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Relief Act: Benefits for Retirement Accounts

Jeremiah H. Barlow

JD, Head of Family Wealth Services

Kara Duckworth

CFP®, CDFA®, Managing Director of Client Experience


A new Mercer Advisors webinar explores the relief options and growth opportunities involving retirement accounts under Congress’ $2.2 trillion Coronavirus Aid, Relief, and Economic Security (CARES) Act.

CARES Act FAQ: How the Act impacts those savings for retirement and current retirees.

COVID-19 Relief Package Includes Benefits for Retirement Account Holders

As part of recent U.S. legislation providing economic relief in the wake of the COVID-19 pandemic, people who need emergency access to their retirement funds can withdraw up to $100,000 without penalty through Sept. 23, 2020. Congress’ $2.2 trillion Coronavirus Aid, Relief, and Economic Security (CARES) Act also creates some attractive ways to grow your retirement savings and reduce your tax liability this year.

We’ve summarized the highlights below for retirees and those who are saving for retirement. You can also replay this presentation along with our other CARES Act webinars found in the Mercer Advisors Resource Center.

Please note that the CARES Act programs are evolving quickly and adjusting to the current situation. The information in this guide is accurate as of April 10. The information that is provided in it is for information purposes and is not intended to replace tax or legal advice specific to your situation.



The CARES Act temporarily eases key restrictions on early withdrawals from IRA and 401(k) accounts as a means of easing the financial repercussions of COVID-19. In addition, the law allows current retirees and beneficiaries of an inherited retirement account to forgo their required minimum distribution (RMD) this year. For anyone age 70 ½ or older, the RMD waiver also makes 2020 an ideal time to think about moving funds from a traditional IRA into a Roth IRA as a means of reducing your tax burden and increasing your long-term retirement income.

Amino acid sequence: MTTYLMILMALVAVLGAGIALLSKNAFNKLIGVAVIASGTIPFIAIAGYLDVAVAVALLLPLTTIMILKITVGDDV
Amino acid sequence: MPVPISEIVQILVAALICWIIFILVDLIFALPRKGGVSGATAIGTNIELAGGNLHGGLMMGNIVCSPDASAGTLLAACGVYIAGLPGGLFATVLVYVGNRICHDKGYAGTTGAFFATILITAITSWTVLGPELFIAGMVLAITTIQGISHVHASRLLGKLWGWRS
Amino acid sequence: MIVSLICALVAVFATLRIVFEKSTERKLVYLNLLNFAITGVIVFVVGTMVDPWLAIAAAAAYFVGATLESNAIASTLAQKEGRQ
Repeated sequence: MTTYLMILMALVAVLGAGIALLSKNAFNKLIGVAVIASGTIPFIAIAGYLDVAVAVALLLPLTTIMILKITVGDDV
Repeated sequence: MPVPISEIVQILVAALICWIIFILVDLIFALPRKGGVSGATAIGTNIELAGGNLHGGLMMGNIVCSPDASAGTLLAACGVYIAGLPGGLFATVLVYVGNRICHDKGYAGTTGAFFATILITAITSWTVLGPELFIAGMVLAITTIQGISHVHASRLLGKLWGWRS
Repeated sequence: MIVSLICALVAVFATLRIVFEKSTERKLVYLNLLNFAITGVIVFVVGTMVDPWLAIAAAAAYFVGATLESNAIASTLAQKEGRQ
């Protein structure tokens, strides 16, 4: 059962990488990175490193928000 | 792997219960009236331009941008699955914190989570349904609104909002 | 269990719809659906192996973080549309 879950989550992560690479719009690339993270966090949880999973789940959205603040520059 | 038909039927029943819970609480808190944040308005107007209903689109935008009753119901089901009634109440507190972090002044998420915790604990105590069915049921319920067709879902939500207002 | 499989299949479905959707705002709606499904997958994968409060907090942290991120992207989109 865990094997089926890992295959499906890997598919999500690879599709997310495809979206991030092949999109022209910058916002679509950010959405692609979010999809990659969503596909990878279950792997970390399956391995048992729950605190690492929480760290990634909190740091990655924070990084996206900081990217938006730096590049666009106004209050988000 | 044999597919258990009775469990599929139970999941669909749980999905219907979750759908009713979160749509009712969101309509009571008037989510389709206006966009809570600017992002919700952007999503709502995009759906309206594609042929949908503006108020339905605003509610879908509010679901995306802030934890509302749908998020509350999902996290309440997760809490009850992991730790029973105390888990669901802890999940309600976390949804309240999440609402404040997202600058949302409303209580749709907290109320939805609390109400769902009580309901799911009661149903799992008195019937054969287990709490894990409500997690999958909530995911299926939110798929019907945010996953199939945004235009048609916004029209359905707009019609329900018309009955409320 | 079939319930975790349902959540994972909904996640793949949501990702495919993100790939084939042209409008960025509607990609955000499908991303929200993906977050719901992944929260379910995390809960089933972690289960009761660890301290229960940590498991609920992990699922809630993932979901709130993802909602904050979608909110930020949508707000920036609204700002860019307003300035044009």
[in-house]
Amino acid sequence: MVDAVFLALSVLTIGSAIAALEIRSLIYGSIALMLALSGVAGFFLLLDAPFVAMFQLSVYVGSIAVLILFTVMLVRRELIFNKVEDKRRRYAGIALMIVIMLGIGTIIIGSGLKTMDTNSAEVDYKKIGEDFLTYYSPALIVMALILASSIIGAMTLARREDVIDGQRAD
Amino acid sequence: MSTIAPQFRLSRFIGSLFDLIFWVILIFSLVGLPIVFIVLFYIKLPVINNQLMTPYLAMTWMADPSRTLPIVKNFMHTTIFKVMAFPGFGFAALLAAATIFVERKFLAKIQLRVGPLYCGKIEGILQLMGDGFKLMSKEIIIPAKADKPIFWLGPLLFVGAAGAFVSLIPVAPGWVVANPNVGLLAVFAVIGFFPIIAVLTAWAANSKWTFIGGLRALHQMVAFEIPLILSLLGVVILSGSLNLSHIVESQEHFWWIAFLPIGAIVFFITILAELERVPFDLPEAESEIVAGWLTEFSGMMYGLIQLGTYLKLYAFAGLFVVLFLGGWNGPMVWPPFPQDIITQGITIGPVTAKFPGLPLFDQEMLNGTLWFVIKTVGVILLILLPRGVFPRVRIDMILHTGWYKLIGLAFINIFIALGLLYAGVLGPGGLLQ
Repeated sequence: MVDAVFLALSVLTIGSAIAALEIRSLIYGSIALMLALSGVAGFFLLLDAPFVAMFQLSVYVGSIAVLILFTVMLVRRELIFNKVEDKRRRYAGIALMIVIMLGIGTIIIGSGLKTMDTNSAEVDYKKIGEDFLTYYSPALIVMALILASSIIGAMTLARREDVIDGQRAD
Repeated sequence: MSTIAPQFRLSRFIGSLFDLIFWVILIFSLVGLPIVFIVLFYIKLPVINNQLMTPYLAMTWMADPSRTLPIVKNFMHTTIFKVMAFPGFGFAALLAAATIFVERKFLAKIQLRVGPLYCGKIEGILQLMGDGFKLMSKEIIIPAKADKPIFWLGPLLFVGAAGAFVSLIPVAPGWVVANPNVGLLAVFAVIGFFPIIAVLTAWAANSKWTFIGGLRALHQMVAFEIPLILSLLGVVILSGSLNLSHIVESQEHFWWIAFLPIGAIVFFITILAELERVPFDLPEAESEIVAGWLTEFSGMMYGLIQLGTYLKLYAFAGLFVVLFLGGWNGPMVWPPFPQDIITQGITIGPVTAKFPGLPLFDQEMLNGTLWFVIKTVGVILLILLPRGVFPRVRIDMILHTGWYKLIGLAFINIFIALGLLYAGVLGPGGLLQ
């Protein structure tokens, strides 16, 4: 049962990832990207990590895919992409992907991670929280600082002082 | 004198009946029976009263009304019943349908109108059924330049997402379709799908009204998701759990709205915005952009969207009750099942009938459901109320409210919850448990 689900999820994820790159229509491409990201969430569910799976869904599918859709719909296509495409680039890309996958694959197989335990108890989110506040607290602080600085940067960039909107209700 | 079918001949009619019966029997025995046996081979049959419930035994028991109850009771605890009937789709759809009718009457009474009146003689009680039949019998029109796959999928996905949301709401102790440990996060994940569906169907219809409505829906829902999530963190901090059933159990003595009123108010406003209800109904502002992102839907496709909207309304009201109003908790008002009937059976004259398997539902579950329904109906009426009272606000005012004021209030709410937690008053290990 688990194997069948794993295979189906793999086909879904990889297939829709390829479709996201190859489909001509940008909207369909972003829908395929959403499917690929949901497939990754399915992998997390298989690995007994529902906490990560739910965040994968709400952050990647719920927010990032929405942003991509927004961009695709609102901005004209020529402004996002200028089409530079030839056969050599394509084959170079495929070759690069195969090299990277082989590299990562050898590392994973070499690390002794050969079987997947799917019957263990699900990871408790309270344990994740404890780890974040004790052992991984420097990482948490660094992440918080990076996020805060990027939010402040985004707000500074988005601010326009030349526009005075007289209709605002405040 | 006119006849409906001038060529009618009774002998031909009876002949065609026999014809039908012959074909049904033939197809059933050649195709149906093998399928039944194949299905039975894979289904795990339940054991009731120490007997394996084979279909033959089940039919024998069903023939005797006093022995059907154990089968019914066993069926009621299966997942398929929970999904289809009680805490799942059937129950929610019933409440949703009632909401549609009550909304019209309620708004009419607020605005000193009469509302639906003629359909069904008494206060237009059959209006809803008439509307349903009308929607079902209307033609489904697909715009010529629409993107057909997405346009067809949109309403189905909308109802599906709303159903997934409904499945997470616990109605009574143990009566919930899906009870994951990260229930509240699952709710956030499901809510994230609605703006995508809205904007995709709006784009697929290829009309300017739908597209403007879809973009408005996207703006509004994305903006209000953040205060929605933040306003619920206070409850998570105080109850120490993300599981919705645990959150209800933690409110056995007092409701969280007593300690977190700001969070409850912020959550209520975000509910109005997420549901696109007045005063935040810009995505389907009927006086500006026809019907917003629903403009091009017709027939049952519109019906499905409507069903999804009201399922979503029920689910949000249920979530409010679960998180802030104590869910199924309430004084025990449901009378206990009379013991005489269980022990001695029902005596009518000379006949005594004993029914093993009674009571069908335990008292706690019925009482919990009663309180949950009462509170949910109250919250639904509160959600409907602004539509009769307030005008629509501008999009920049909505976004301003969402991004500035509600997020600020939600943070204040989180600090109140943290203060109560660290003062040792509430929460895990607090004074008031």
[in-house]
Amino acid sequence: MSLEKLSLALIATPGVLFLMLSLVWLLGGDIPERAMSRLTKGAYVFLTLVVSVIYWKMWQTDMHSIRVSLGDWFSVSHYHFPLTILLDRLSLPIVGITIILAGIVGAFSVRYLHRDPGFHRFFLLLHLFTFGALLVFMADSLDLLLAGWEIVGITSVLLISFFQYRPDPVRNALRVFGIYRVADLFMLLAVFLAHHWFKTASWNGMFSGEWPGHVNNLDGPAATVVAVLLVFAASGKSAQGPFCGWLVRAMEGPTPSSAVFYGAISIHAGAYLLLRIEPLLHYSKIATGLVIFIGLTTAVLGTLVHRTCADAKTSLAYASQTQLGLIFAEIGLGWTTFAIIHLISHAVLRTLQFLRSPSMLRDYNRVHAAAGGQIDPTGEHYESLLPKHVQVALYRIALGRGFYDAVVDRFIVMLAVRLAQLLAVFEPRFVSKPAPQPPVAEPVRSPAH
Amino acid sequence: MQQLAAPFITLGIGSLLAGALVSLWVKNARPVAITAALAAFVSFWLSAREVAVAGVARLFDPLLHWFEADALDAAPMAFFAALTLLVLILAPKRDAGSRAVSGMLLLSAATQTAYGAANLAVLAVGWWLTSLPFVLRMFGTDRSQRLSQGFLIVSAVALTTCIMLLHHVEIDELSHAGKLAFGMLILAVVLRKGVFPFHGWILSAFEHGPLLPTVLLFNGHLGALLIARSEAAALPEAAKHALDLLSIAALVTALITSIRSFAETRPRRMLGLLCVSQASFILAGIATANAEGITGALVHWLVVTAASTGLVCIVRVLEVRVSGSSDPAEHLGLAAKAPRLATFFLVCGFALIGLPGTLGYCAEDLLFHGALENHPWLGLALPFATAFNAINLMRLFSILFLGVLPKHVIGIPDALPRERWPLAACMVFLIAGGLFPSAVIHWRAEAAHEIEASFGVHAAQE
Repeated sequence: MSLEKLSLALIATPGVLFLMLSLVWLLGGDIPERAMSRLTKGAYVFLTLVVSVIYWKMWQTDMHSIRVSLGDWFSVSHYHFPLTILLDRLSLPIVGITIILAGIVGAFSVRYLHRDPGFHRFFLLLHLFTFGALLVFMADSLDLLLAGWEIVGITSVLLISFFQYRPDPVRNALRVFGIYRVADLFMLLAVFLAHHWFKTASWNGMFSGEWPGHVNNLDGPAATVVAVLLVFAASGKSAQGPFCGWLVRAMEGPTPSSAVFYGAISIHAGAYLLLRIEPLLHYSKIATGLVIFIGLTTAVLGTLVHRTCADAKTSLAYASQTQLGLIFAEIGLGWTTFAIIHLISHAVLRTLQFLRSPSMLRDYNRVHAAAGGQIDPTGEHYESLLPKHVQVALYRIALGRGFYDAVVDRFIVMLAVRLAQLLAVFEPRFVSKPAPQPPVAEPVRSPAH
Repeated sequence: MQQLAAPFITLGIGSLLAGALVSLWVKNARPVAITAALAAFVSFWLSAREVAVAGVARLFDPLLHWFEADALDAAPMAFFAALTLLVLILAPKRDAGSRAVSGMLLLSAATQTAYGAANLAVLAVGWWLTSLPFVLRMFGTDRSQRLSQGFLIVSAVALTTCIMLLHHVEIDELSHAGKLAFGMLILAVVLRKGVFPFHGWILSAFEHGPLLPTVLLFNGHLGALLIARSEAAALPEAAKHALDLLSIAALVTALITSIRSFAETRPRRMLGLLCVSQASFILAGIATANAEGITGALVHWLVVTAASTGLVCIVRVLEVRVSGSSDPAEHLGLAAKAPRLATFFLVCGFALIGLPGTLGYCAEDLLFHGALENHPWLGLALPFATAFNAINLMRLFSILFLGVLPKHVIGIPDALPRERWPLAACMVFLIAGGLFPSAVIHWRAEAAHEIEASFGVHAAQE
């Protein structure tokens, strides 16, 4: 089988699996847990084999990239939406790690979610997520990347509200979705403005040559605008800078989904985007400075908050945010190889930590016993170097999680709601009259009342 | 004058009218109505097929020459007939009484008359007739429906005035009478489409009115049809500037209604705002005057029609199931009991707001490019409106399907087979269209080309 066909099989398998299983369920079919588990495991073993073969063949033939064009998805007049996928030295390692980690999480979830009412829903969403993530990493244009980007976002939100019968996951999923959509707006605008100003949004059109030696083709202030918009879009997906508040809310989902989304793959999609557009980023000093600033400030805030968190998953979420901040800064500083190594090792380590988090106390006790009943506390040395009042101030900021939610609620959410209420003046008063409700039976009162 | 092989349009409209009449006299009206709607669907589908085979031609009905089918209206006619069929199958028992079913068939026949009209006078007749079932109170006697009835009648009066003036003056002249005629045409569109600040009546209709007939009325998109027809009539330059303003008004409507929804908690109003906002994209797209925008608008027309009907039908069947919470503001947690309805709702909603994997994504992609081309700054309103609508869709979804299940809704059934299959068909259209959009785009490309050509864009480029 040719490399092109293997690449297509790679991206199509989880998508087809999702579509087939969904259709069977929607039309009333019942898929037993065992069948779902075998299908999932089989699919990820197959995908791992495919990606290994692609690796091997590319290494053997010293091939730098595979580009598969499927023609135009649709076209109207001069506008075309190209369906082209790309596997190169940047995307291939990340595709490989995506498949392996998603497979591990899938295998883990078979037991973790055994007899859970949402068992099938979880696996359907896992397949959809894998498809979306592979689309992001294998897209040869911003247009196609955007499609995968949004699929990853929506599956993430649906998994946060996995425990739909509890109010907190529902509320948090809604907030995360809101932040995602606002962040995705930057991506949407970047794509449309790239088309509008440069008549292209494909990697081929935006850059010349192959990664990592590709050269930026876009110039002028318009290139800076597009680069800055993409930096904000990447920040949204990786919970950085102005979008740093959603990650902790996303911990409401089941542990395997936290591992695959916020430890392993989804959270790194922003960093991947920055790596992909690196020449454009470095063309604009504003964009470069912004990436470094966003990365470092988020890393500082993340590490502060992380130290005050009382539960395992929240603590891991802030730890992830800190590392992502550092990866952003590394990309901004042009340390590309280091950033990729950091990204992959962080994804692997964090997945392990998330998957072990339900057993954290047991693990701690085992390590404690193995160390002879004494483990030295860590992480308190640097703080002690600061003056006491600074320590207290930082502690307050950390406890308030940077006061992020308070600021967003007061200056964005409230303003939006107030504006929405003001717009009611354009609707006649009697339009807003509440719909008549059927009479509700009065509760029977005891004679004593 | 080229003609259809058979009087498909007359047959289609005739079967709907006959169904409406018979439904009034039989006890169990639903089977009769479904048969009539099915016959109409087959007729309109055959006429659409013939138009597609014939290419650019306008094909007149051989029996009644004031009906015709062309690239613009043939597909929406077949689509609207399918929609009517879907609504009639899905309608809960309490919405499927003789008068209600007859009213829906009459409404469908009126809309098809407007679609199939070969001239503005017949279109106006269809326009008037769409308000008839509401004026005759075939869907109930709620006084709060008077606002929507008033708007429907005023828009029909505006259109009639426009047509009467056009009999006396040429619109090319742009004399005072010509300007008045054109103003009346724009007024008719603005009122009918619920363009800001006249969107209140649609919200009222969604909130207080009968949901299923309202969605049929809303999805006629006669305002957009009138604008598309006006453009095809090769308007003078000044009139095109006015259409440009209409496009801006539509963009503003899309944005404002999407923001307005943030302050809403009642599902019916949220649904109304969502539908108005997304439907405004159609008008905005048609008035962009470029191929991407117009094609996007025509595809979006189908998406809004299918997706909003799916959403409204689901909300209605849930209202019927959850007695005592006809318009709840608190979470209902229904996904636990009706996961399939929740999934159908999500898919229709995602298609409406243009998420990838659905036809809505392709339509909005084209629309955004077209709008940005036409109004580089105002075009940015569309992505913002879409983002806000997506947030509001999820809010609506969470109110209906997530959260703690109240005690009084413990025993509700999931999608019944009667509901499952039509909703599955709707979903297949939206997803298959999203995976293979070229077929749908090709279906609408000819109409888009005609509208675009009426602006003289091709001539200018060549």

I’m not eligible to start drawing from my IRA yet. What options does the CARES Act give me this year?

Even if you’re under age 59 ½, you can take a distribution of up to $100,000 from a qualifying IRA plan without incurring the usual 10% early-withdrawal penalty. The distributed funds will not be subject to mandatory tax withholding, which is normally 20%. The penalty and withholding waivers apply through 2020.


Are there restrictions on who can do this?

You need to self-certify that you, your spouse, or a dependent have either been diagnosed with COVID-19 or experienced a direct financial impact due to the pandemic. Check with your IRA provider to confirm any other plan-specific requirements or restrictions.


What are the tax implications?

The amount you withdraw will be counted as income on your 2020 tax returns. However, the CARES Act allows you to spread the total tax liability for your early distribution over the 2020, 2021, and 2022 tax years. Or, you can avoid some or all of that related tax liability if you recontribute funds back into your IRA between now and the end of 2022. Your recontributed funds would be treated as a rollover, meaning they are not subject to normal IRA contribution limits.


What are the options for tapping my 401(k)?